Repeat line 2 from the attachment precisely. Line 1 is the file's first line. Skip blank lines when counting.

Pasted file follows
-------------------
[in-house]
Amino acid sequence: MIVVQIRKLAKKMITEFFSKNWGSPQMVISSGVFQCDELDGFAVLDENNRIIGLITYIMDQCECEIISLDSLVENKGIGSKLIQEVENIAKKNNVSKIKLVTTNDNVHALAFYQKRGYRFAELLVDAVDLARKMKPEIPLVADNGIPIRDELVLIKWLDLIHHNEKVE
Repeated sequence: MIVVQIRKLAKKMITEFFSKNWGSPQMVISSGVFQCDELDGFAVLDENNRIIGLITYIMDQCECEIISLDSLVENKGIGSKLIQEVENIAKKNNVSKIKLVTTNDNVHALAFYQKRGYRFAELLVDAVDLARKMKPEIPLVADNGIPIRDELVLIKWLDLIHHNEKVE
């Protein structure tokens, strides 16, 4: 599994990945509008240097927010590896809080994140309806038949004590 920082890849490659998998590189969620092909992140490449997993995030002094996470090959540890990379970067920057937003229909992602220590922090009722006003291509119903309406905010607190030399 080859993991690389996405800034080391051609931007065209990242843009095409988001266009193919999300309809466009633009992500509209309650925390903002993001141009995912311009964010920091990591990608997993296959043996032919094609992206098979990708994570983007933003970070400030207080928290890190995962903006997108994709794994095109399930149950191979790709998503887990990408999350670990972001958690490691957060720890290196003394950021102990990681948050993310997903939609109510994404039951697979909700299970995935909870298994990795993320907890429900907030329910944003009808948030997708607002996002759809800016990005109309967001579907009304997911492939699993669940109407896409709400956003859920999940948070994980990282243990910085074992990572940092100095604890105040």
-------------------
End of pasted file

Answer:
Amino acid sequence: MIVVQIRKLAKKMITEFFSKNWGSPQMVISSGVFQCDELDGFAVLDENNRIIGLITYIMDQCECEIISLDSLVENKGIGSKLIQEVENIAKKNNVSKIKLVTTNDNVHALAFYQKRGYRFAELLVDAVDLARKMKPEIPLVADNGIPIRDELVLIKWLDLIHHNEKVE